Ban on livestock Keeping in Hargeisa Hurting Women
Africa Social

Ban on livestock Keeping in Hargeisa Hurting Women

A local government ban on keeping livestock in the city of Hargeisa has caused stress for low-income Somaliland women and their families living off the sale of milk and meat.

Fihima Hassan, a single mother of seven, was keeping her 20 goats in Hargeisa until they were confiscated by the local authority, which has demanded payment for their release.

“I am so worried about my livestock; I don’t even sleep at night. I take care of them like my children. I am a human and I don’t have a place to keep the livestock,” she explained.

“My family has been through very difficult times. Now we are concerned about the rising food prices. We used to make a living from the goats but they have now been taken. Today we don’t have anything left in our hands,” she said.

Fihima said she used to earn 60,000 shillings ($6) a day selling milk in Hargeisa market. Now, two of her children have dropped out of school as she cannot pay the fees, and she has defaulted on the $30 rent for her small two-room house made of iron sheets for the last two months.

“I used to be able to feed my children on milk, and also to sell milk. When the goats give birth I would milk them at night and sell milk during the day. This money would take care of the education, rent and all our bills,” she stated.

Another victim of the new measures, Nimo Abdullahi has been depending on relatives and neighbours for food and water since the authorities confiscated her 10 goats.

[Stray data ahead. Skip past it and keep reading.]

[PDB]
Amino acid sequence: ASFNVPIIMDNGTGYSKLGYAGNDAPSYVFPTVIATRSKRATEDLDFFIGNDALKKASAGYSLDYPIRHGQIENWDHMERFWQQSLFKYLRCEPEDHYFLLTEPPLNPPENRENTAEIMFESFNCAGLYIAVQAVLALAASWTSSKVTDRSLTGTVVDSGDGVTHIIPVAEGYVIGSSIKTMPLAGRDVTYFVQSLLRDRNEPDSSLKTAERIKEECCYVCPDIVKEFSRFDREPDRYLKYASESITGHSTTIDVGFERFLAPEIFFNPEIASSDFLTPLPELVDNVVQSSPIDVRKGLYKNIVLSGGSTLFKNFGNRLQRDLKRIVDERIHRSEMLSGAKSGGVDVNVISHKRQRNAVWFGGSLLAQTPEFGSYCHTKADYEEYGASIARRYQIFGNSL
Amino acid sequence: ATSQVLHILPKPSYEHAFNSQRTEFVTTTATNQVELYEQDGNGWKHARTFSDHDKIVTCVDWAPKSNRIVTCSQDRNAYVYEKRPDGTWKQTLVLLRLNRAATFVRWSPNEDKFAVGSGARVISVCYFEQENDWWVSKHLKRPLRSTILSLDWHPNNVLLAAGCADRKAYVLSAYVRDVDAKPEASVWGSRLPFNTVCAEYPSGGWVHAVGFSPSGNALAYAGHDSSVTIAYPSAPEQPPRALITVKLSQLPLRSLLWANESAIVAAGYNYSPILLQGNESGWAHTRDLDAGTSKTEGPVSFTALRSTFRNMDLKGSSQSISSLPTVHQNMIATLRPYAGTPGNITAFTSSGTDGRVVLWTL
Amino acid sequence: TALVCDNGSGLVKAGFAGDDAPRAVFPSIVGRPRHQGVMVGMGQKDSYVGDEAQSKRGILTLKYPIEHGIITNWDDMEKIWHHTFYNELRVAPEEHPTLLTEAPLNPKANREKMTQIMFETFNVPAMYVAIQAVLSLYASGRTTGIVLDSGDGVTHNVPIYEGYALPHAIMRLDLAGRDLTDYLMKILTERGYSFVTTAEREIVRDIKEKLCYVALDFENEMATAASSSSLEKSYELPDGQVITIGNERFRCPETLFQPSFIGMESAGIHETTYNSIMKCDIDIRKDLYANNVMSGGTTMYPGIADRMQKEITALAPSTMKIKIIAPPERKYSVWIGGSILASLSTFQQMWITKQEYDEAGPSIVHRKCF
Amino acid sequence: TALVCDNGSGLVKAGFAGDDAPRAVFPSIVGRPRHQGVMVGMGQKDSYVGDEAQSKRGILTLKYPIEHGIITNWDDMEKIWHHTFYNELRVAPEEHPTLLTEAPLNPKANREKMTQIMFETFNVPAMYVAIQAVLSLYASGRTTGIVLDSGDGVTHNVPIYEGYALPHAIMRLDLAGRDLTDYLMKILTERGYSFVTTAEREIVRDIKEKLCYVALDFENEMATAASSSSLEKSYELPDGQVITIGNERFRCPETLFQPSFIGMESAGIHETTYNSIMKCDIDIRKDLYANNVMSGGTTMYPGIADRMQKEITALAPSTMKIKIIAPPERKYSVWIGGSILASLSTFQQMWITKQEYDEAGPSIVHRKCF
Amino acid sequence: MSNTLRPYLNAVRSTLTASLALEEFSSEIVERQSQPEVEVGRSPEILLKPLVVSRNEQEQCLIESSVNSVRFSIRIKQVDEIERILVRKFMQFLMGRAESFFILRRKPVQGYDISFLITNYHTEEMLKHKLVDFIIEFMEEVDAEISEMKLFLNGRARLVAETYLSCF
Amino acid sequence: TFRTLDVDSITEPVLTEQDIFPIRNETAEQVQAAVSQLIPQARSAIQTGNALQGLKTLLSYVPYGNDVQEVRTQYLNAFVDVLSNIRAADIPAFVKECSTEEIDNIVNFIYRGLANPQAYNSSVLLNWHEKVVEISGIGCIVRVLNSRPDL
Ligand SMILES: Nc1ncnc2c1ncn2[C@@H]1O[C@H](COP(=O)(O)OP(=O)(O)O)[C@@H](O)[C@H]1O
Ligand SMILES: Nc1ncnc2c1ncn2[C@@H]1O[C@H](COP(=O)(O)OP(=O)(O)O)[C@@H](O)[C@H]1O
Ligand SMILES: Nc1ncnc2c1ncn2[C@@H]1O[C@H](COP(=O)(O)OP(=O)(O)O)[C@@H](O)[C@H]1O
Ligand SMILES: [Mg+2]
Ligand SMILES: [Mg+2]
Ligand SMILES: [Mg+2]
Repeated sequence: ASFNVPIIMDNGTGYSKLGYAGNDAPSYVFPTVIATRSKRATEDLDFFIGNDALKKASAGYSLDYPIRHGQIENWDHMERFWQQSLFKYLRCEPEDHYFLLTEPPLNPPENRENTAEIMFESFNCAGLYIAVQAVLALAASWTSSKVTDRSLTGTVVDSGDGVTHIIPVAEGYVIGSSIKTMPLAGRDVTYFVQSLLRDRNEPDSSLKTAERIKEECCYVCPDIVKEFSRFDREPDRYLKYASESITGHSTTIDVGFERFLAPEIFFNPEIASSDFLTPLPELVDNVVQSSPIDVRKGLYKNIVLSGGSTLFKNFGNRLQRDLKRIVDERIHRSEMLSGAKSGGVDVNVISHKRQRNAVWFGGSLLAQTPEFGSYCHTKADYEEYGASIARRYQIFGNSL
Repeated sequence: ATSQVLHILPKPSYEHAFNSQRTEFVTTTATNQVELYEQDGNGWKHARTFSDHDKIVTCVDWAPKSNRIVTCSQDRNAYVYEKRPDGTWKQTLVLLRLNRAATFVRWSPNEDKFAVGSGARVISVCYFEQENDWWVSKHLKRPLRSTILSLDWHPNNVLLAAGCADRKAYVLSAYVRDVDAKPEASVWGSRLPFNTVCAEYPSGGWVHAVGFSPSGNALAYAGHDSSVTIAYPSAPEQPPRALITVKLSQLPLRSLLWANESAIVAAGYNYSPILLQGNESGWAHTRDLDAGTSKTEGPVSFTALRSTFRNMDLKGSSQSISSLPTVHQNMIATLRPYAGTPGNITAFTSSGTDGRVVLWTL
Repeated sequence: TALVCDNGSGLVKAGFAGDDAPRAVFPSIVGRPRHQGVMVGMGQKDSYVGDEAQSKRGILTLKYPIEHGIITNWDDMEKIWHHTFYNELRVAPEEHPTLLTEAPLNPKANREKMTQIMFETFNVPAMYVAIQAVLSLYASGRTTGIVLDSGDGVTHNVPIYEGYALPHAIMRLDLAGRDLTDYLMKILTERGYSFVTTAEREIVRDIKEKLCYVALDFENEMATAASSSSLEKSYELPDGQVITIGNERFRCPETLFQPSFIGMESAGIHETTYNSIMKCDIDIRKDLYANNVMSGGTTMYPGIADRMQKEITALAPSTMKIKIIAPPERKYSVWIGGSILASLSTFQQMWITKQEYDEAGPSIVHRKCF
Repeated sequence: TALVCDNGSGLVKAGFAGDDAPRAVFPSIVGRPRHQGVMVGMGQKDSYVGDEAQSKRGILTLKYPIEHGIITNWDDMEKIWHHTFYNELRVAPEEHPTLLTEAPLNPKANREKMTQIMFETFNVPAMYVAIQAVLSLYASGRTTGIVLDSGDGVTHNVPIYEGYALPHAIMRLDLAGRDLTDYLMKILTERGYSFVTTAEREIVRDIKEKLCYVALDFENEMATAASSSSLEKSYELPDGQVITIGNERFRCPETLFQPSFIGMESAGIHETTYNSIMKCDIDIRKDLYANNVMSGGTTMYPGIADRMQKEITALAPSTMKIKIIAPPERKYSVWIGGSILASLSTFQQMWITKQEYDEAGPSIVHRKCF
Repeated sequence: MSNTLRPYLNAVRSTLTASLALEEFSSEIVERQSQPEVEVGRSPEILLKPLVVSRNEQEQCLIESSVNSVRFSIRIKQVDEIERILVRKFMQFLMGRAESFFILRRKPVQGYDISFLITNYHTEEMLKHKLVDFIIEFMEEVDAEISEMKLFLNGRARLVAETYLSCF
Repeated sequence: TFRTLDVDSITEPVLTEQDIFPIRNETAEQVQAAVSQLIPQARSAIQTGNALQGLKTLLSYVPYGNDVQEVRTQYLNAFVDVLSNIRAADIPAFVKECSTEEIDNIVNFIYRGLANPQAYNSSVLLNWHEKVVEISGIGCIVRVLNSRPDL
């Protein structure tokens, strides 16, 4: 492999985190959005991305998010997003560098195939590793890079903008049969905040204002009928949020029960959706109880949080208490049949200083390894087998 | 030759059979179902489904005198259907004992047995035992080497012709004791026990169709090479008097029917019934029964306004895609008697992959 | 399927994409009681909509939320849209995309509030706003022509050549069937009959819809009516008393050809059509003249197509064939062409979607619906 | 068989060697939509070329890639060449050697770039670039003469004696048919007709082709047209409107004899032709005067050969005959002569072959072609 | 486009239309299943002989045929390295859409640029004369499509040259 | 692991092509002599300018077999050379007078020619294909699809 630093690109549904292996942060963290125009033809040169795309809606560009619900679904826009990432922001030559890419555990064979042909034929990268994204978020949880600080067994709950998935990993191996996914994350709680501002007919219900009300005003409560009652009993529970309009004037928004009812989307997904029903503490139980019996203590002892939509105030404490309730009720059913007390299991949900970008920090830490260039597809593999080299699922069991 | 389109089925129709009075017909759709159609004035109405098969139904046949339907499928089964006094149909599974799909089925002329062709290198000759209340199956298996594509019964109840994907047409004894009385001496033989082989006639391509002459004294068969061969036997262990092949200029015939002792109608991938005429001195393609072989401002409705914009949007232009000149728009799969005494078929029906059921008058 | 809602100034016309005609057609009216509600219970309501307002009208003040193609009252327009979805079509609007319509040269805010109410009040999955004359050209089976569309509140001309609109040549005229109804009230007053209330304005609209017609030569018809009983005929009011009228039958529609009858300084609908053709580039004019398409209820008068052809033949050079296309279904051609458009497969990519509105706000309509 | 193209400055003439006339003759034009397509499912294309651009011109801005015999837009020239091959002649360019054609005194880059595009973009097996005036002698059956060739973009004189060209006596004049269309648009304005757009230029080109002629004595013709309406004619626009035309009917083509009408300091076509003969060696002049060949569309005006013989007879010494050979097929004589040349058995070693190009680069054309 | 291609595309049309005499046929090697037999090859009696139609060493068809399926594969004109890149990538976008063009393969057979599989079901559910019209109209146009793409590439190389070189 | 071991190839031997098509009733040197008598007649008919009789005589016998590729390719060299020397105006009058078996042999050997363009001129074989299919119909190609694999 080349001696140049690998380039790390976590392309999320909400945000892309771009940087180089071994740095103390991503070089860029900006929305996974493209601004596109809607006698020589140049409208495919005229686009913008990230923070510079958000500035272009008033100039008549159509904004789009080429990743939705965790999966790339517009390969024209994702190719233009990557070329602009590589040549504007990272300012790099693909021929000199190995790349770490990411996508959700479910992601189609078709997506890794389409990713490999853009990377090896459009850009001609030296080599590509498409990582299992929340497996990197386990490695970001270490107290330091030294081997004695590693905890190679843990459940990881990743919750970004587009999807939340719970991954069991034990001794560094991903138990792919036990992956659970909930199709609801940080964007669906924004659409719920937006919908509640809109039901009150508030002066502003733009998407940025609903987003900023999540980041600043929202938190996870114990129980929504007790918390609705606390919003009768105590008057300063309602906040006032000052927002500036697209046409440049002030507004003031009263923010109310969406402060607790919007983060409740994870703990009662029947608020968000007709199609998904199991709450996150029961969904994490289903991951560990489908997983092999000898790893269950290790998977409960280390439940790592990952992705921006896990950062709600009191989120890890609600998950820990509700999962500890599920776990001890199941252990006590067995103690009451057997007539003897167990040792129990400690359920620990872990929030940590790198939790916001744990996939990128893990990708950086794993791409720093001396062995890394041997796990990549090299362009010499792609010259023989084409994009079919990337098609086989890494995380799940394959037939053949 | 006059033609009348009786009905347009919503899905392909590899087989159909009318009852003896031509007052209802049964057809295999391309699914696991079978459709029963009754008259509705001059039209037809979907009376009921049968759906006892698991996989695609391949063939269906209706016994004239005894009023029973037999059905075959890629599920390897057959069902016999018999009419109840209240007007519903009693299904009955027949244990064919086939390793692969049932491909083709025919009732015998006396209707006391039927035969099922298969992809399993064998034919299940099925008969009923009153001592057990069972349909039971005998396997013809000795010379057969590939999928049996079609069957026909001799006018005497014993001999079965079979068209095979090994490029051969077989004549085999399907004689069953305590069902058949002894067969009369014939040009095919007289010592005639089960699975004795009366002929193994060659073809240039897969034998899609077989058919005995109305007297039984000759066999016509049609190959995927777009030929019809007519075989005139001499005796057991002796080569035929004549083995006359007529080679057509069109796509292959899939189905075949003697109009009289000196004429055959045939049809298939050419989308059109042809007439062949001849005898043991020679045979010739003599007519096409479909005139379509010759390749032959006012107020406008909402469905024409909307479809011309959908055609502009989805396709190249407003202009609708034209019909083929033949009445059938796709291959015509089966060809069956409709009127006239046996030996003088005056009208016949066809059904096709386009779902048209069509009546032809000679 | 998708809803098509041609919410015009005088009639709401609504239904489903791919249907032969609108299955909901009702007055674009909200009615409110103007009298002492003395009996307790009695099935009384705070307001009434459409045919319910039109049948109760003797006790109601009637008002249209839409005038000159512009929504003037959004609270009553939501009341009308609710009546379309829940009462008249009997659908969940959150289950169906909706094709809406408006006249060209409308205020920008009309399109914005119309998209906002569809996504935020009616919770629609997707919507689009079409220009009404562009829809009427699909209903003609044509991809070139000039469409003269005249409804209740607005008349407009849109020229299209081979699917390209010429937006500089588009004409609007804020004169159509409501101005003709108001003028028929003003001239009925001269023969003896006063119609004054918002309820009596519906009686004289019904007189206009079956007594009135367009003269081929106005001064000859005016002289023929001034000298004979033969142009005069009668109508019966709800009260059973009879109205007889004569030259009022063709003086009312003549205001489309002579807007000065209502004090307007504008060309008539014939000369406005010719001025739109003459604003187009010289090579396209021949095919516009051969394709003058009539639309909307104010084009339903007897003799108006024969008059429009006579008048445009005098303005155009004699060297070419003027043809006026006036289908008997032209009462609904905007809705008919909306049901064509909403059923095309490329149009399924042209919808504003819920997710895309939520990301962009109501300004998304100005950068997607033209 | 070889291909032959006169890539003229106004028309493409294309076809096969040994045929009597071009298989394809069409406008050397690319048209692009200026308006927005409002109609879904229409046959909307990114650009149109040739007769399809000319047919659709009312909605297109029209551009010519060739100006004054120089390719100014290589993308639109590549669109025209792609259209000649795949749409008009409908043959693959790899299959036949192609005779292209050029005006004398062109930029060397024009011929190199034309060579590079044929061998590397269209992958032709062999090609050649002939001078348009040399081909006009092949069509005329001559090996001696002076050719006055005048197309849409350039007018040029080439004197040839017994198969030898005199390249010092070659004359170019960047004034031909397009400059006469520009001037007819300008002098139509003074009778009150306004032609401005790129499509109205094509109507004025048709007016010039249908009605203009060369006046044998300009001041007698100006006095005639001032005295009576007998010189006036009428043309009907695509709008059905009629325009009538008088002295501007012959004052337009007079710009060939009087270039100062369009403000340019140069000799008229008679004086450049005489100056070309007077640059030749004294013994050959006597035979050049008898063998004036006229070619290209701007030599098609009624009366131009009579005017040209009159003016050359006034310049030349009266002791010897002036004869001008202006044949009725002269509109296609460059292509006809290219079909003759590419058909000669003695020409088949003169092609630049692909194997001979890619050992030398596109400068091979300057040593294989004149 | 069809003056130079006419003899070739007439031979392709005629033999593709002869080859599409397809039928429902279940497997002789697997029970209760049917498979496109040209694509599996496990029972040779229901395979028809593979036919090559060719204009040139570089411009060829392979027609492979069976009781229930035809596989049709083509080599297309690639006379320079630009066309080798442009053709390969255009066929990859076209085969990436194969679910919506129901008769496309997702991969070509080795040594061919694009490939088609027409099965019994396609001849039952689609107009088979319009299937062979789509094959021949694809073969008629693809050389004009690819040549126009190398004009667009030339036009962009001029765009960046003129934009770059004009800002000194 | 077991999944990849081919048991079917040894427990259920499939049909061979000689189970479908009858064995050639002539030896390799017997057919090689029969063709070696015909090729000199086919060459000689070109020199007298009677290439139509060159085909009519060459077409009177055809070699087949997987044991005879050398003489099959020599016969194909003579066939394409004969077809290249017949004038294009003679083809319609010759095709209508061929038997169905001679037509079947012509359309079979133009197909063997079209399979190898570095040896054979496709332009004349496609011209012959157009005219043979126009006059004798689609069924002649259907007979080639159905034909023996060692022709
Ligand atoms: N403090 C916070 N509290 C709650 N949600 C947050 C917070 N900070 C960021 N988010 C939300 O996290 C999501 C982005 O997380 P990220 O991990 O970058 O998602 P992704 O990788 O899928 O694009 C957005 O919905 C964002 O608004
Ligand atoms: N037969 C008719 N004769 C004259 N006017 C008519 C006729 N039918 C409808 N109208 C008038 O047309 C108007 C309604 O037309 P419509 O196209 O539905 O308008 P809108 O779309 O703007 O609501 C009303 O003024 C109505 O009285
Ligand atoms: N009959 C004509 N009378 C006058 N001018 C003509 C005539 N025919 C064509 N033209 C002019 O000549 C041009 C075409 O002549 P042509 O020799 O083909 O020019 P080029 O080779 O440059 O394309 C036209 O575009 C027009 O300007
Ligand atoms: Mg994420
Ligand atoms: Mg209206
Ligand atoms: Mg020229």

Nimo said that she turned to selling chapattis outside her house but the meagre $1-2 she makes a day barely supports the family.

“I don’t get to sell many chapattis, as people don’t know about my new business. I used to get a much better income for my family,” she said.

Her husband used to sell the goats’ milk in Hargeisa market, but now five of their 10 children have dropped out of school due to lack of fees.

Nimo complained to the authorities about their difficult situation and says she is waiting to get her livestock back.

“Some people have money and have been able to take their goats outside the city, but I have not got anything and I still don’t have my goats. I didn’t know about this [new regulation] before and I filed my complaint late, so that’s why I didn’t get anything yet,” she said.

The head of social affairs at Hargeisa local government, Hussein Askar, told Radio Ergo that they had impounded the livestock of families who failed to comply with the new regulations. He noted that they had given gave them two weeks’ notice to remove their livestock from the city before the ban came into effect on 1 September.

The authorities say the measures have been taken to allow for the reforestation and beautification of the city.

The official warned that the livestock would be given to hospitals and prisons to feed patients and prisoners.

“People have come to us and asked for their livestock to be released. Some even have camels in the city. We had given people enough time and information to take their livestock out of the city. We are not going to back down from implementing these regulations,” said Hussein.